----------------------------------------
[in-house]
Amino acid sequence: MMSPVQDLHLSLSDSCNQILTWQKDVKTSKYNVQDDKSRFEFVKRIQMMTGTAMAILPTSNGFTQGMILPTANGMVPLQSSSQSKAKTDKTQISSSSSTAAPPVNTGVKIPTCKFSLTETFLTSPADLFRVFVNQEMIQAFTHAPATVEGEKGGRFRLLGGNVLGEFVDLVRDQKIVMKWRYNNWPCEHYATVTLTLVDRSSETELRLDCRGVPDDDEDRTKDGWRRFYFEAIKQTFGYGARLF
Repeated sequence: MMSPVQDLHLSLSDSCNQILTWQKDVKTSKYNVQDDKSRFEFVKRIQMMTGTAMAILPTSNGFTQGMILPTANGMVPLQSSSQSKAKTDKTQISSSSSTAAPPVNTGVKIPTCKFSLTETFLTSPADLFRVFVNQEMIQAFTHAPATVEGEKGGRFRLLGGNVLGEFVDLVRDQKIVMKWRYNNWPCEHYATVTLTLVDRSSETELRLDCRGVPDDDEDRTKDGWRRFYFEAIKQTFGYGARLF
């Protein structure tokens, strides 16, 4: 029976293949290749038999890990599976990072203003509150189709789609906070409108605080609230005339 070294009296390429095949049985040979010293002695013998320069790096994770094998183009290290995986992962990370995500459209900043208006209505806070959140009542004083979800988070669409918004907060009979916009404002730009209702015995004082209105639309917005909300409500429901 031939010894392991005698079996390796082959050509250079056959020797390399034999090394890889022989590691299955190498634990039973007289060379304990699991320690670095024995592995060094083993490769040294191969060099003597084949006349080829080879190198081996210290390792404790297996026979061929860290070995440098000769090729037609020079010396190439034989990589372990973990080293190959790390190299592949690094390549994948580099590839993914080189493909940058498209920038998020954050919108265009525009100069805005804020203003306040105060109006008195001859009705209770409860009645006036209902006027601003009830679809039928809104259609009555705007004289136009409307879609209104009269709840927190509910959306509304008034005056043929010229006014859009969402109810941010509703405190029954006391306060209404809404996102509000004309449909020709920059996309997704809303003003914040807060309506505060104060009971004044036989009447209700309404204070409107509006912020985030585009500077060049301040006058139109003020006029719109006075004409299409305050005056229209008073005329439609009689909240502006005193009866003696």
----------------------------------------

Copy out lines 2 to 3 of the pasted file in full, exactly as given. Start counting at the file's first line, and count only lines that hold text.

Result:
Amino acid sequence: MMSPVQDLHLSLSDSCNQILTWQKDVKTSKYNVQDDKSRFEFVKRIQMMTGTAMAILPTSNGFTQGMILPTANGMVPLQSSSQSKAKTDKTQISSSSSTAAPPVNTGVKIPTCKFSLTETFLTSPADLFRVFVNQEMIQAFTHAPATVEGEKGGRFRLLGGNVLGEFVDLVRDQKIVMKWRYNNWPCEHYATVTLTLVDRSSETELRLDCRGVPDDDEDRTKDGWRRFYFEAIKQTFGYGARLF
Repeated sequence: MMSPVQDLHLSLSDSCNQILTWQKDVKTSKYNVQDDKSRFEFVKRIQMMTGTAMAILPTSNGFTQGMILPTANGMVPLQSSSQSKAKTDKTQISSSSSTAAPPVNTGVKIPTCKFSLTETFLTSPADLFRVFVNQEMIQAFTHAPATVEGEKGGRFRLLGGNVLGEFVDLVRDQKIVMKWRYNNWPCEHYATVTLTLVDRSSETELRLDCRGVPDDDEDRTKDGWRRFYFEAIKQTFGYGARLF